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Internship program launches to give minority college students experience in commercial real estate

By Ashley Fahey  |  Real Estate Editor   Charlotte Business Journal

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A national nonprofit organization that creates programs to help underserved youth become more real estate savvy has launched in Charlotte.

Project Destined and Urban Land Institute Charlotte recently started an internship program that pairs minority college students with a Charlotte commercial real estate firm to gain real-world experience in the industry. The program, starting with the current spring semester, has four local firms participating so far: Beacon Partners, Crescent Communities, Faison and Asana Partners.

Project Destined provides training in financial literacy, entrepreneurship and real estate through an e-learning platform and live courses. It's the second of its kind in North Carolina.

The program is working closely with Johnson C. Smith University and other historically Black colleges and universities, but a student at any university may apply. The current cohort includes three teams of 10 students, including 19 from JCSU and others from Central Piedmont Community College, UNC Charlotte, North Carolina A&T State University and Winston-Salem State University.

Laura McLean, associate vice president for academic affairs at JCSU, said Cedric Bobo — who founded Project Destined — reached out to college president Clarence Armbrister awhile back about creating a program in Charlotte. McLean said the university works with several organizations for experiential learning programs and internships, so the initiative with Project Destined matched JCSU's goals.

JCSU is also offering a new real estate course through the Project Destined partnership. The course, part of JCSU's business and economics department, is designed to be consistent with the internship program. 


McLean said the class covers topics like real estate acquisitions, development and management, and financing a property.

Commercial real estate continues to be, overwhelmingly, a white industry. Numerous barriers exist for people of color, such as access to a robust professional network, a critical aspect of real estate dealmaking.

Last summer, systemic racism and inequity came to the forefront again in the wake of George Floyd's killing at the hands of police in Minneapolis. Since then, businesses and others have pledged to do more to combat racism and address disparities.

Doug Irmscher, chief operating officer at Beacon Partners, said he and executives at other Charlotte real estate firms had been discussing over the past several months ways to tap into and hire a more diverse workforce.

Working with Project Destined and ULI Charlotte made sense because of the program's credibility and established infrastructure, Irmscher said.

While Beacon and other real estate firms already have internship programs, many participants come out of real estate schools and tailored programs. Project Destined connects companies with youth and college students who likely aren't already exposed to industries like real estate, and the organization has partnerships with HBCUs across the country.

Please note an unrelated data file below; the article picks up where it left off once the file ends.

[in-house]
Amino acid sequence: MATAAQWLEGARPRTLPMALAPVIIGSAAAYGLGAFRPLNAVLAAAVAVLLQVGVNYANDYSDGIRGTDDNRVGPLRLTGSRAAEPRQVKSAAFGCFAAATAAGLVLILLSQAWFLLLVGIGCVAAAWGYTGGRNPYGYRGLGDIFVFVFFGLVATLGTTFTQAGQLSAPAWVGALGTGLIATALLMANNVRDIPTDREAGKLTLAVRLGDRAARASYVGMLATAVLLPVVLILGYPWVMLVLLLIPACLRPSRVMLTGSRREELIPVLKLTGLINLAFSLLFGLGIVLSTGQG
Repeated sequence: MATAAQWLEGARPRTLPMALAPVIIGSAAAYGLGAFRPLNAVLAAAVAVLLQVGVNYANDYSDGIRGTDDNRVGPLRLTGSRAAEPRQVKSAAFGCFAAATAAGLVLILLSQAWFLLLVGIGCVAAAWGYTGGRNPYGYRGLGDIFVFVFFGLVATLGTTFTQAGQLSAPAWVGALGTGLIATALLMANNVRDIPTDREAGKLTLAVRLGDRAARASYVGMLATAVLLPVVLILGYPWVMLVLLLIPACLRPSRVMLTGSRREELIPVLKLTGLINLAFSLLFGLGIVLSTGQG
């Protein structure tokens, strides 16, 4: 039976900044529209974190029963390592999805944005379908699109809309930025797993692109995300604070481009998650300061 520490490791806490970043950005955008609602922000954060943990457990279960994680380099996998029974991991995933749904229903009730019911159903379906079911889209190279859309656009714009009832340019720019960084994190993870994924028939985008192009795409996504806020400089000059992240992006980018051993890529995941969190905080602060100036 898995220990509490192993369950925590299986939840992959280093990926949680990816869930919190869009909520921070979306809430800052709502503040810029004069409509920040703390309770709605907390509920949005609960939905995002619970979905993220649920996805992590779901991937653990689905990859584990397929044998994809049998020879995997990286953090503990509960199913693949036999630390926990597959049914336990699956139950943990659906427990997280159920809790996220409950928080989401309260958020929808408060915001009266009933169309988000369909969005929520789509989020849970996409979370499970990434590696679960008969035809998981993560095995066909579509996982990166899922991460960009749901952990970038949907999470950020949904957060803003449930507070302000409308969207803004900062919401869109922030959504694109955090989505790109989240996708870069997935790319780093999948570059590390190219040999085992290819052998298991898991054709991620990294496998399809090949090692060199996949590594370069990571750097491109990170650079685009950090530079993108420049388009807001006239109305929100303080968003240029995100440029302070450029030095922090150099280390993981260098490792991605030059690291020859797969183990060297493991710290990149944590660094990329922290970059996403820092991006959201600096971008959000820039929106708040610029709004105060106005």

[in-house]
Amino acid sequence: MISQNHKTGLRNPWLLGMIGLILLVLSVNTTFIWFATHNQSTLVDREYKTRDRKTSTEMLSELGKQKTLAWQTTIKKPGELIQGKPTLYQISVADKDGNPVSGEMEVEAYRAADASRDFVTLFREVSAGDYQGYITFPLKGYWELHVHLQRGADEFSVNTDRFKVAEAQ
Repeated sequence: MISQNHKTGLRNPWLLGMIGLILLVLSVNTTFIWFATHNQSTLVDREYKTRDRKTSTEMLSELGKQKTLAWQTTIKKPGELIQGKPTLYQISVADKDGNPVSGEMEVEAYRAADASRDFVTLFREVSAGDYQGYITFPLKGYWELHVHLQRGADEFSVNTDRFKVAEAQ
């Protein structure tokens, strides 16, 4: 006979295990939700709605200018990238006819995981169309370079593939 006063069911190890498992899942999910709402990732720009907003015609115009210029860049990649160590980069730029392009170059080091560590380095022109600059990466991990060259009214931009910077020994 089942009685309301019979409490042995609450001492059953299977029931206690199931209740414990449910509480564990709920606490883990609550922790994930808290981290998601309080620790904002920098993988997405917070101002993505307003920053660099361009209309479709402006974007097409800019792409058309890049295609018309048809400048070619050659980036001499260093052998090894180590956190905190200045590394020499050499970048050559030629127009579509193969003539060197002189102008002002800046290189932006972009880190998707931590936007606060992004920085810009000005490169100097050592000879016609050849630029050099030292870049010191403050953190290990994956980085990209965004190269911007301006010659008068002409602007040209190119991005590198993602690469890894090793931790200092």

"At the end of the day, the big-picture goal is to be able to attract and educate a future pipeline of diverse professionals in our community and create upward mobility," Irmscher said.

Students in the program will work with mentors at the firm at which they're interning over eight to 10 weeks, Irmscher said. The students will work on actual real estate deals in Charlotte over the course of their internship and meet with mentors every other week for one-on-one sessions. There will also be several team-based competitions developed around practical projects and real-world scenarios throughout the program.

Interns earn a stipend while in the program and JCSU participants will have the cost of their real estate license covered by participating firms.

"We’ll guide them through how they’re looking at the deal and understanding real estate overall — the language (and) how to present a deal," Irmscher said.

At the end of the internship, students will present an investment opportunity to commercial real estate executives in a "Shark Tank"-like pitch.

Students don't necessarily need to be majoring in business or have a real estate concentration to participate, he said. The program is currently open to any students interested in commercial real estate as a career.

Right now, the entire program will be done virtually, because of the Covid-19 pandemic. In future iterations, there's expected to be more in-person experiences as part of the program.

McLean said the program and associated course was informed in part by student feedback and interest in real estate as a career. She said a lot of graduates end up living and working in Charlotte, a city booming with development.

"We want to make sure our students are knowledgeable and experts in these particular areas, so they can take on new and innovative opportunities," she said. 

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